I watched the first season of Breaking Bad over the weekend, virtually uninterrupted and totally captivated by the awesomeness of Walter White (Bryan Cranston).
Walter is a high school Chemistry teacher whose wife, students and boss at the car wash job walk all over him. His mentality and demeanor take a 180 degree-turn once he finds out that he has inoperable lung cancer. In order to provide for his family – wife Skyler (Anna Gunn), son with cerebral palsy, Walter Jr. (RJ Mitte), and unborn daughter – and to pay for his chemotherapy sessions, Walter uses his brilliance in crystallography to produce methamphetamine. It is not just any run-of-the-mill meth; it is 99.1% pure meth. In his first rodeo as a meth artist. Walter’s impressive meth catapults him from a nobody to be the unnamed and unseen but highly respected kingpin in his side of Albuquerque.
Season 1 of Breaking Bad follows Walter’s fall from grace and his meteoric rise as an anti-hero protagonist. That alone is love. But there are more to Walter White than crystal meth and Stage IIIA cancer.
- Walter White is a Chemistry god.
What I learned from my seven years of chemistry eons ago seems useless compared to what Walter White taught me in seven episodes of Breaking Bad. During that time, aside from learning nonsuperimposable images of organic compounds (lesson I abhorred), I learned not to “apply heat to a volumetric flask” because that is what the “round bottom boiling flask, 5000 milliliters” for. But Walter taught me so much more. He taught me that I could survive perilous situations (such as getting kidnapped) in a meth lab. “Red phosphorous in the presence of moisture and accelerated by heat yields phosphorous hydride. Phosphine gas. One good whiff and poof.” All I need to do is find a meth lab.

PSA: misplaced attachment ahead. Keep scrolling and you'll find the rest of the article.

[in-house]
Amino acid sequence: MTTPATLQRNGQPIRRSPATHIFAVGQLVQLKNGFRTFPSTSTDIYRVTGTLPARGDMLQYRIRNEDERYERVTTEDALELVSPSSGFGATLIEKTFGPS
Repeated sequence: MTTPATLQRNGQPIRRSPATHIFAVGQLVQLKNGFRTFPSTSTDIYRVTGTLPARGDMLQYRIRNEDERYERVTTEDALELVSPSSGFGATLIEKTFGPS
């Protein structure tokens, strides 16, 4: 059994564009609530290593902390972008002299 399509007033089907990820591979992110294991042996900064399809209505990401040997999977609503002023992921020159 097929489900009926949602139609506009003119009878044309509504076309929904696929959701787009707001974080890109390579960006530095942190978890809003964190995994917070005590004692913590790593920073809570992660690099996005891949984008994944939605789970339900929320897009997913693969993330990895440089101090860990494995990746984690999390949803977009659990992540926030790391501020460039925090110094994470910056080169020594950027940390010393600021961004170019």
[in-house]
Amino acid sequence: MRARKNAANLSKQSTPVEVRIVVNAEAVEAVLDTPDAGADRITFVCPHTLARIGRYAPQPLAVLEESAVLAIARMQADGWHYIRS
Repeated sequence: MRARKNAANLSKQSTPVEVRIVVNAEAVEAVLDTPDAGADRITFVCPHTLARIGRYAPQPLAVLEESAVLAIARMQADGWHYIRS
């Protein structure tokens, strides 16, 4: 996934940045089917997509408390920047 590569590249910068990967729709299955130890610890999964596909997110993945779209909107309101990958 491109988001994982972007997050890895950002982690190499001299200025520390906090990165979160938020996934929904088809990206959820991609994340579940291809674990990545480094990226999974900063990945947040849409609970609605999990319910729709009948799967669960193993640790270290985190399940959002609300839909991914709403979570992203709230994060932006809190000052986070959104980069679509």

- Walter White is a magician.
Walter White creates something out of nothing, and he also makes things disappear. By things, I mean an adult human body. Walter leans on “chemical disincorporation” to do that. Chemical disincorporation involves dissolution of human bodies in strong acid, hydrofluoric for example, in polyethylene containers stamped with a triangle with LDPE at the bottom. Whatever one does, never perform chemical disincorporation in the bathtub. It will be a bloody mess.
- Walter White is a family man.
Walter White loves Skyler and Walter, Jr. so much so that he does not wish to burden them with worry and financial paralysis after his demise. The same love pushes him to cook meth. He wants to pay for the $90,000 chemotherapy sessions and leave enough money for his son’s college education.
- Walter White has the cojones to cook in his underwear.
Walter White wears white underwear beneath the green laboratory apron as he cooks over the spick and span mobile meth lab; and he looks half mad scientist and half sex symbol while doing it.
Walter cooks without his good clothes on because he does not want to “go home smelling like a meth lab”. That is a family man to the core.
- Walter White does not smoke.